White matter stroke is a distinct stroke subtype, accounting for up to 25% of stroke and constituting the second leading cause of dementia. The biology of possible tissue repair after white matter stroke has not been determined. In a mouse stroke model, white matter ischemia causes focal damage and adjacent areas of axonal myelin disruption and gliosis. In these areas of only partial damage, local white matter progenitors respond to injury, as oligodendrocyte progenitors (OPCs) proliferate. However, OPCs fail to mature into oligodendrocytes (OLs) even in regions of demyelination with intact axons and instead divert into an astrocytic fate. Local axonal sprouting occurs, producing an increase in unmyelinated fibers in the corpus callosum. The OPC maturation block after white matter stroke is in part mediated via Nogo receptor 1 (NgR1) signaling. In both aged and young adult mice, stroke induces NgR1 ligands and down-regulates NgR1 inhibitors during the peak OPC maturation block. Nogo ligands are also induced adjacent to human white matter stroke in humans. A Nogo signaling blockade with an NgR1 antagonist administered after stroke reduces the OPC astrocytic transformation and improves poststroke oligodendrogenesis in mice. Notably, increased white matter repair in aged mice is translated into significant poststroke motor recovery, even when NgR1 blockade is provided during the chronic time points of injury. These data provide a perspective on the role of NgR1 ligand function in OPC fate in the context of a specific and common type of stroke and show that it is amenable to systemic intervention to promote recovery.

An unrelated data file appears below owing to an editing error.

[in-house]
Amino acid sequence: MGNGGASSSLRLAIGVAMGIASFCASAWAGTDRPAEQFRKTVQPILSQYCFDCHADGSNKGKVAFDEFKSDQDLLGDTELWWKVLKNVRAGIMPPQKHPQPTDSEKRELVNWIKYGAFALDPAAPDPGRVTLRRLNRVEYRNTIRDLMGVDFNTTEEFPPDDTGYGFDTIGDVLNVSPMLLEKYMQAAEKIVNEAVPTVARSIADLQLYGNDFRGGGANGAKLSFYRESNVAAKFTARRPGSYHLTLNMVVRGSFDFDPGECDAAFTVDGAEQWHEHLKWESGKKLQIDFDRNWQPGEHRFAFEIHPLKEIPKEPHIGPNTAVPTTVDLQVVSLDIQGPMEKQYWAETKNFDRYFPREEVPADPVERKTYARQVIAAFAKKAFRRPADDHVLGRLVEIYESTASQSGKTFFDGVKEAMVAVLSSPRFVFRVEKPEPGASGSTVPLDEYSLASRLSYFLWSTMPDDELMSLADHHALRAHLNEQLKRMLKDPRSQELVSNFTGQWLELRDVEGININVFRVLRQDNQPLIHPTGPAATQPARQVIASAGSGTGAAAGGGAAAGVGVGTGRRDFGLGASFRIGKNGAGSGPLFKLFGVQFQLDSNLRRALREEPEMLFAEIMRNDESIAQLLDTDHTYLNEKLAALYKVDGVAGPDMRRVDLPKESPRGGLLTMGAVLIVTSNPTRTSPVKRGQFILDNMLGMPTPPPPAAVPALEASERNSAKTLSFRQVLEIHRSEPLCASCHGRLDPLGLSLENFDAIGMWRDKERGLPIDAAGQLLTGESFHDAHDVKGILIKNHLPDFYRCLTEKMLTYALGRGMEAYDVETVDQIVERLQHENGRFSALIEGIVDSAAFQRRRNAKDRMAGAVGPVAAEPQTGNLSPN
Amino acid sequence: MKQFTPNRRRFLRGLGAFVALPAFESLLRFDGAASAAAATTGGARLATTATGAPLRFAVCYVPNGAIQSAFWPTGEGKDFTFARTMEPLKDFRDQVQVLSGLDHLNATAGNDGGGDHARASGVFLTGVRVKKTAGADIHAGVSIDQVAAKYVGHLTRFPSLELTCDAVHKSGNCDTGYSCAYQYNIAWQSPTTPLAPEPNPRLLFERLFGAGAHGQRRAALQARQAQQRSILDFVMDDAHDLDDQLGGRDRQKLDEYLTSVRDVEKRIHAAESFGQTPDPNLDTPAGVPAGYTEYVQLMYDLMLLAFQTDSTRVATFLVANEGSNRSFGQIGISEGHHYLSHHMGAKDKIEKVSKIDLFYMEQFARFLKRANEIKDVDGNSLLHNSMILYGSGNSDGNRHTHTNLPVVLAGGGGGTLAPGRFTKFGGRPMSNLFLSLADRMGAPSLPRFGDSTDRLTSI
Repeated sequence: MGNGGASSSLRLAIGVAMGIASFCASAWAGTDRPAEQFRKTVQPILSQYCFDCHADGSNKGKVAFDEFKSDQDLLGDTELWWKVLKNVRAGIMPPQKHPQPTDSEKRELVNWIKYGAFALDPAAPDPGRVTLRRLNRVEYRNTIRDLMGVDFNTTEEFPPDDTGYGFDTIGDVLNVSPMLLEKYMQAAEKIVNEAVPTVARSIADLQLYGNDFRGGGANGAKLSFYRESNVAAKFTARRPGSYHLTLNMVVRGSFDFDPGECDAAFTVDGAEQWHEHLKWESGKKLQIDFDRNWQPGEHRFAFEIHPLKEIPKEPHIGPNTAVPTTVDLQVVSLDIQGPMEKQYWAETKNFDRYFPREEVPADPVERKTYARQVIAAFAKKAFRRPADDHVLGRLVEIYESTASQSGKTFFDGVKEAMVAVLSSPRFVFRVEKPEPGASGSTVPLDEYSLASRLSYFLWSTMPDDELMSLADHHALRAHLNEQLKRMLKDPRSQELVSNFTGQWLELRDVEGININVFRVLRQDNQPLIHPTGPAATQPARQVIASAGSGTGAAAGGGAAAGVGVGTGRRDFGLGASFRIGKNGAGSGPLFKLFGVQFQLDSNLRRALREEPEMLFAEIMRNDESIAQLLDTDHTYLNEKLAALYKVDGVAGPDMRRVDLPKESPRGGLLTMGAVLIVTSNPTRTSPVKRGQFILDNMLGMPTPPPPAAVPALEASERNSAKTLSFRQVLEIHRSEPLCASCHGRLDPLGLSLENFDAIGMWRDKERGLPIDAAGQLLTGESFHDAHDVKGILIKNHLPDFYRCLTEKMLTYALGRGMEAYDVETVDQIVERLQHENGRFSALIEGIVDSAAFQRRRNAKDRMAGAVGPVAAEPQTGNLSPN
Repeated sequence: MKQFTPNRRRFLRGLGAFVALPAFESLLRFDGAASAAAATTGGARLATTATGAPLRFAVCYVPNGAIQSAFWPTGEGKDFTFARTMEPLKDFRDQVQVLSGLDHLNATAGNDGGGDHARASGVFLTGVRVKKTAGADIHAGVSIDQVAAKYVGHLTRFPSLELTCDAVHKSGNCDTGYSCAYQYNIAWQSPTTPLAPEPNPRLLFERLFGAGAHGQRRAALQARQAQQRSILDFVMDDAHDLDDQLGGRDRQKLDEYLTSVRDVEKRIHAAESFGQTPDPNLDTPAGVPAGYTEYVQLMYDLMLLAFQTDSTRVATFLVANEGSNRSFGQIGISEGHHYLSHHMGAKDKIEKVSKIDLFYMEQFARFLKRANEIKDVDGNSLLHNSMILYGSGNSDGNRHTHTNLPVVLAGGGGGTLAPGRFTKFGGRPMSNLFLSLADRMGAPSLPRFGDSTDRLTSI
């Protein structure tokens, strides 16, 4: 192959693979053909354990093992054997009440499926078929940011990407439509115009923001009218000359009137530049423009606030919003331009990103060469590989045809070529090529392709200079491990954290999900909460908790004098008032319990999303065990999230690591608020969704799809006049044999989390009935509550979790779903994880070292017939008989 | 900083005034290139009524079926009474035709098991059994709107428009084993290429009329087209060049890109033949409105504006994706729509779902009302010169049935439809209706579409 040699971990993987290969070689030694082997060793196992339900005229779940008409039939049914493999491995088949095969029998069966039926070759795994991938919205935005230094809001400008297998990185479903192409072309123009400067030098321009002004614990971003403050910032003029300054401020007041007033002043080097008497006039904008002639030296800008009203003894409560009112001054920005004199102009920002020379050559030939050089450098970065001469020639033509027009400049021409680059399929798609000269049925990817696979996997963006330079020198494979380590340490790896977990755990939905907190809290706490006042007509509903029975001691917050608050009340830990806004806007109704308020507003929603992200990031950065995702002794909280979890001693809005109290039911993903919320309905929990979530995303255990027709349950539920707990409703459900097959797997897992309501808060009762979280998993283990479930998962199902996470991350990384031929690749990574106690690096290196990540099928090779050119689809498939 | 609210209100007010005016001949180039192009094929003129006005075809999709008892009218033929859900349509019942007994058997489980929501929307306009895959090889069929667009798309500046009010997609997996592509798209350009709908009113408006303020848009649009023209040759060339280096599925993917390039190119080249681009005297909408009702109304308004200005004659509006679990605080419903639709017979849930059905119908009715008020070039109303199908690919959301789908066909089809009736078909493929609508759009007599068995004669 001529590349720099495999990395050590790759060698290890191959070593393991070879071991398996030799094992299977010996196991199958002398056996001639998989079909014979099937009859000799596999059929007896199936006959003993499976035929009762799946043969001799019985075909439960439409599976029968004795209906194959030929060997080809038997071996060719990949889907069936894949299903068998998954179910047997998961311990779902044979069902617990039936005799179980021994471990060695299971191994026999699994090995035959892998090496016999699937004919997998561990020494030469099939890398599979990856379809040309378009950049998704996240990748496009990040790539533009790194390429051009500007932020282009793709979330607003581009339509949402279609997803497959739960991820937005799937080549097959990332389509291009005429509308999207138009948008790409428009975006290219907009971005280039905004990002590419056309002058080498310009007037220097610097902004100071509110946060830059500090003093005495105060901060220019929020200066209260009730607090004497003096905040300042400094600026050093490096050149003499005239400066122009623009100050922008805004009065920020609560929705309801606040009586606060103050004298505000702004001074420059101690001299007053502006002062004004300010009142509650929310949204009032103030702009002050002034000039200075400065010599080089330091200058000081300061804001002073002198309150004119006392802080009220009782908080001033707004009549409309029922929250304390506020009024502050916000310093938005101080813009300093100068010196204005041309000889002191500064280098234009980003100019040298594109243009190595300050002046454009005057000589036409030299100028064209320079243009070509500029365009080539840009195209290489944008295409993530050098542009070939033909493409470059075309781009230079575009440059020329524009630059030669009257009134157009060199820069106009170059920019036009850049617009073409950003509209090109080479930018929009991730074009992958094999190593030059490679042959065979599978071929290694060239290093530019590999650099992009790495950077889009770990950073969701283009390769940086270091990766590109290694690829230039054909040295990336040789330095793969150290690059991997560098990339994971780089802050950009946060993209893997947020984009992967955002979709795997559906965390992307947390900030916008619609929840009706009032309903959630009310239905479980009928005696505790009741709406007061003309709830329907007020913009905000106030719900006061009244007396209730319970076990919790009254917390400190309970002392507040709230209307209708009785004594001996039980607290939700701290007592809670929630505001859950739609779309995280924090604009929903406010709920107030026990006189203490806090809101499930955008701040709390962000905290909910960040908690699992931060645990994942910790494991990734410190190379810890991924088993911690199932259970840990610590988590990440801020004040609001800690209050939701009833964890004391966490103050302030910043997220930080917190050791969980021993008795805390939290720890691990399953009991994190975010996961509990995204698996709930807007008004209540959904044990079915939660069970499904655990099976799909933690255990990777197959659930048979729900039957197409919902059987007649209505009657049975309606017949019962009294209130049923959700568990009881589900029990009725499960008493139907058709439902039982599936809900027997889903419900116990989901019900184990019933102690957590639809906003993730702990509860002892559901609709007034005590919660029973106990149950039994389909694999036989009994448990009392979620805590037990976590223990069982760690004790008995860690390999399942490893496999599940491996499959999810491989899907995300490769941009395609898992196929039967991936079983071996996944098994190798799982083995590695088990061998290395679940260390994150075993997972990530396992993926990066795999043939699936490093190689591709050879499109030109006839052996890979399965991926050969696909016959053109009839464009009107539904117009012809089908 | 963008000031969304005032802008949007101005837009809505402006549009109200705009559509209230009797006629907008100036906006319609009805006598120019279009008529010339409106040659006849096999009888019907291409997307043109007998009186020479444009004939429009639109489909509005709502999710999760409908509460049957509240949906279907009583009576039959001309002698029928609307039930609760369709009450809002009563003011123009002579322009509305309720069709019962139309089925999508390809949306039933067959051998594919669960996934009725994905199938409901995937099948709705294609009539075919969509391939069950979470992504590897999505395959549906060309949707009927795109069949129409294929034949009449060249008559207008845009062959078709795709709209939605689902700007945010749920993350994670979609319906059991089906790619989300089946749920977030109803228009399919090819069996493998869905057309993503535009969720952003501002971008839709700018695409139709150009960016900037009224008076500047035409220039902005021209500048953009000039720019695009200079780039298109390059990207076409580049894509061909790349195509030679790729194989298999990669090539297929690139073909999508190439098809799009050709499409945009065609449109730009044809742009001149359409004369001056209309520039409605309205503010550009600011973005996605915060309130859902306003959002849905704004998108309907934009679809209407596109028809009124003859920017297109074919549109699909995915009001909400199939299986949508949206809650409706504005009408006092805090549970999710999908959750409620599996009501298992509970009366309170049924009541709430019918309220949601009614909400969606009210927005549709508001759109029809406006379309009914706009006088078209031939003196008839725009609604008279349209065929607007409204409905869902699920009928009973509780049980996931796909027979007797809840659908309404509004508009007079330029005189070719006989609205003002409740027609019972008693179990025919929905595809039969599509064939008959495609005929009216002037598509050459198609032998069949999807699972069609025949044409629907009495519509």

Keywords: astrocyte; oligodendrocyte; oligodendrocyte progenitor cell; repair; subventricular zone.